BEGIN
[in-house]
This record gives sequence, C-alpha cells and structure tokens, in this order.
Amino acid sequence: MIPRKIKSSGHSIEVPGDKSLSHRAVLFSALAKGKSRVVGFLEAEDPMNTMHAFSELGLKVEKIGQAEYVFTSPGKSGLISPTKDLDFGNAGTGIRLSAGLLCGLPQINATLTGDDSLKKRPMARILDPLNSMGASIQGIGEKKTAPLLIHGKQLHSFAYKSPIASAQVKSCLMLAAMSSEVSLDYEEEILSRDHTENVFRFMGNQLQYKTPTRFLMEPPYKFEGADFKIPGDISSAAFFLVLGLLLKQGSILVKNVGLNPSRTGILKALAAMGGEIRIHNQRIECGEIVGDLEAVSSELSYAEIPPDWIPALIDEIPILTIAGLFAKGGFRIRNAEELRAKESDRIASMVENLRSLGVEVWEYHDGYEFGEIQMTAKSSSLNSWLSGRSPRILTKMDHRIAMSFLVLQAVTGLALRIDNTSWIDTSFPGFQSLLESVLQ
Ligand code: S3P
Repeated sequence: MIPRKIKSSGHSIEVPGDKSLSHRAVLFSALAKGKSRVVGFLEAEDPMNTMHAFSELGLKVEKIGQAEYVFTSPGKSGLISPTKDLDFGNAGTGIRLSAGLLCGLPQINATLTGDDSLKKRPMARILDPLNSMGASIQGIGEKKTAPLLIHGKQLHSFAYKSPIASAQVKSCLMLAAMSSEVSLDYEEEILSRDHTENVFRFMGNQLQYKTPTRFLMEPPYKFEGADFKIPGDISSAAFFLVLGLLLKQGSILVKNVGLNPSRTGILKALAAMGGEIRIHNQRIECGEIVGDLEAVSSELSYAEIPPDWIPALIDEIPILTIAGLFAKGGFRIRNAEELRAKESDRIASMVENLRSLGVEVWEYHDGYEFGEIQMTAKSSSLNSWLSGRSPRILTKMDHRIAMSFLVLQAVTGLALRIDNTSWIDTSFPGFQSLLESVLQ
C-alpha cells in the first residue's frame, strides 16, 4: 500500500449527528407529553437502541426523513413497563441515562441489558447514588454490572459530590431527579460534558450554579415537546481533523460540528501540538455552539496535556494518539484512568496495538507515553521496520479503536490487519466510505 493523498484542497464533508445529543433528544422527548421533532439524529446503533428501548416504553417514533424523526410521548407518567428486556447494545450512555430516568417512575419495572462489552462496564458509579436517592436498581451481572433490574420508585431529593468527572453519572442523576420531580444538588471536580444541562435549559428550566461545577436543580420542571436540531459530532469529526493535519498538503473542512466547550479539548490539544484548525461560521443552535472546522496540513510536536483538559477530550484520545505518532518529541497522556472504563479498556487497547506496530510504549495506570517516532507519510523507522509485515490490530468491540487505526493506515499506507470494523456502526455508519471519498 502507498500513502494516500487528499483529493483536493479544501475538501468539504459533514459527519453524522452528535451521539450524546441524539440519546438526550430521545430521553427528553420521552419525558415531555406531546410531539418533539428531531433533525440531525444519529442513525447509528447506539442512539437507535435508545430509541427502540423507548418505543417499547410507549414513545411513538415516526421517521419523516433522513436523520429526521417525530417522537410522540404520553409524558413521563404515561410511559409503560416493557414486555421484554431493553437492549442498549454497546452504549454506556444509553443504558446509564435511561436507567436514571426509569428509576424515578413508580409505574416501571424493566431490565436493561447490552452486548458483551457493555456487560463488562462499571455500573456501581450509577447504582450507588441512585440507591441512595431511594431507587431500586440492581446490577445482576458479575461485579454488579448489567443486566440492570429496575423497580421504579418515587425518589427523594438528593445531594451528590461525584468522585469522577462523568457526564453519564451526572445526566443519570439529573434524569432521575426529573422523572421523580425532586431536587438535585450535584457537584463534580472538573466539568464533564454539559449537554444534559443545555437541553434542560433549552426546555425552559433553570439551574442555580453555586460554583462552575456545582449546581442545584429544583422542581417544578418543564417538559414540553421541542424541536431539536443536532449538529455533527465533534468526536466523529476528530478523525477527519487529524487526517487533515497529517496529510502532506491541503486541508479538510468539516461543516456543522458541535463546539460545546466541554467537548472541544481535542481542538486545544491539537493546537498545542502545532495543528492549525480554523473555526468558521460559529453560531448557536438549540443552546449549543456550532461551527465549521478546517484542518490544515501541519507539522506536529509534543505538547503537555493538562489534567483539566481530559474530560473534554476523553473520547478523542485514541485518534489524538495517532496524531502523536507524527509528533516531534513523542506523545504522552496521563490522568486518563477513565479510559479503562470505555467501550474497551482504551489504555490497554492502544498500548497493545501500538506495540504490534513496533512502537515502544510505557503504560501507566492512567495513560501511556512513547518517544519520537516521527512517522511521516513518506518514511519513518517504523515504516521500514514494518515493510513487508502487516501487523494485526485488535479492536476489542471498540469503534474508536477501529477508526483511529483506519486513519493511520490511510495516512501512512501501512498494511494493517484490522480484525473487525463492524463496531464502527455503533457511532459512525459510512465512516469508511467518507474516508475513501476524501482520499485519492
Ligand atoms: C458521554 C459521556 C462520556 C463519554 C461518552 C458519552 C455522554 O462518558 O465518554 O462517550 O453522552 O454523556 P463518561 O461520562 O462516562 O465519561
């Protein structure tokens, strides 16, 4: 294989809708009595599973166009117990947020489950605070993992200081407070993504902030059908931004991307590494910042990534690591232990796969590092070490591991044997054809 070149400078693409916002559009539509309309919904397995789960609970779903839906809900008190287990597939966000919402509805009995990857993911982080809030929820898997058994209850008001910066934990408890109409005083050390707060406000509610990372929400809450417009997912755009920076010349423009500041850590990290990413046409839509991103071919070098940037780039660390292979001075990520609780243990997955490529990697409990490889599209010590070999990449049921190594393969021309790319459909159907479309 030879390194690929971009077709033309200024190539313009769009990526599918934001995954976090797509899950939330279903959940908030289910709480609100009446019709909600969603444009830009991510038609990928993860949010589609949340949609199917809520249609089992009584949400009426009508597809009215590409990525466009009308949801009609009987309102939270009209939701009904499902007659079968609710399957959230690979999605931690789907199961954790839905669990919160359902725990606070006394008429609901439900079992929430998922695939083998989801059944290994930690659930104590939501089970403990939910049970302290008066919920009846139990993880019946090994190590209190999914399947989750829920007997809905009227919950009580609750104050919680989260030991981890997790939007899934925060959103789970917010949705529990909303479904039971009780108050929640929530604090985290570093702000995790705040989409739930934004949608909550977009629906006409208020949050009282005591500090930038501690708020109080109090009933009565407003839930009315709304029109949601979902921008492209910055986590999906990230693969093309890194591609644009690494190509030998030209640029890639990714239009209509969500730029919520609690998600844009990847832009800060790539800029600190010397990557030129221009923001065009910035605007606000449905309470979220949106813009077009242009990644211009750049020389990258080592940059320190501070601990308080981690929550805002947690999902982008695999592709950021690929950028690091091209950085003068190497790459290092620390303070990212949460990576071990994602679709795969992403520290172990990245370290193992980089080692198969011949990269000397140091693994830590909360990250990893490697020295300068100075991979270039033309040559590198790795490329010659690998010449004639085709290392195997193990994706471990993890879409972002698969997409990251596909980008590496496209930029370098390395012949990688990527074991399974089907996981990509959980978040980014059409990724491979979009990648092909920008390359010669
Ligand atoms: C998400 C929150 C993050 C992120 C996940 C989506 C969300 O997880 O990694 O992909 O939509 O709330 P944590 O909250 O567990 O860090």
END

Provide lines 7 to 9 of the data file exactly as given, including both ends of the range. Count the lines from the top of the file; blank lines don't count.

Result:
Ligand atoms: C458521554 C459521556 C462520556 C463519554 C461518552 C458519552 C455522554 O462518558 O465518554 O462517550 O453522552 O454523556 P463518561 O461520562 O462516562 O465519561
């Protein structure tokens, strides 16, 4: 294989809708009595599973166009117990947020489950605070993992200081407070993504902030059908931004991307590494910042990534690591232990796969590092070490591991044997054809 070149400078693409916002559009539509309309919904397995789960609970779903839906809900008190287990597939966000919402509805009995990857993911982080809030929820898997058994209850008001910066934990408890109409005083050390707060406000509610990372929400809450417009997912755009920076010349423009500041850590990290990413046409839509991103071919070098940037780039660390292979001075990520609780243990997955490529990697409990490889599209010590070999990449049921190594393969021309790319459909159907479309 030879390194690929971009077709033309200024190539313009769009990526599918934001995954976090797509899950939330279903959940908030289910709480609100009446019709909600969603444009830009991510038609990928993860949010589609949340949609199917809520249609089992009584949400009426009508597809009215590409990525466009009308949801009609009987309102939270009209939701009904499902007659079968609710399957959230690979999605931690789907199961954790839905669990919160359902725990606070006394008429609901439900079992929430998922695939083998989801059944290994930690659930104590939501089970403990939910049970302290008066919920009846139990993880019946090994190590209190999914399947989750829920007997809905009227919950009580609750104050919680989260030991981890997790939007899934925060959103789970917010949705529990909303479904039971009780108050929640929530604090985290570093702000995790705040989409739930934004949608909550977009629906006409208020949050009282005591500090930038501690708020109080109090009933009565407003839930009315709304029109949601979902921008492209910055986590999906990230693969093309890194591609644009690494190509030998030209640029890639990714239009209509969500730029919520609690998600844009990847832009800060790539800029600190010397990557030129221009923001065009910035605007606000449905309470979220949106813009077009242009990644211009750049020389990258080592940059320190501070601990308080981690929550805002947690999902982008695999592709950021690929950028690091091209950085003068190497790459290092620390303070990212949460990576071990994602679709795969992403520290172990990245370290193992980089080692198969011949990269000397140091693994830590909360990250990893490697020295300068100075991979270039033309040559590198790795490329010659690998010449004639085709290392195997193990994706471990993890879409972002698969997409990251596909980008590496496209930029370098390395012949990688990527074991399974089907996981990509959980978040980014059409990724491979979009990648092909920008390359010669
Ligand atoms: C998400 C929150 C993050 C992120 C996940 C989506 C969300 O997880 O990694 O992909 O939509 O709330 P944590 O909250 O567990 O860090």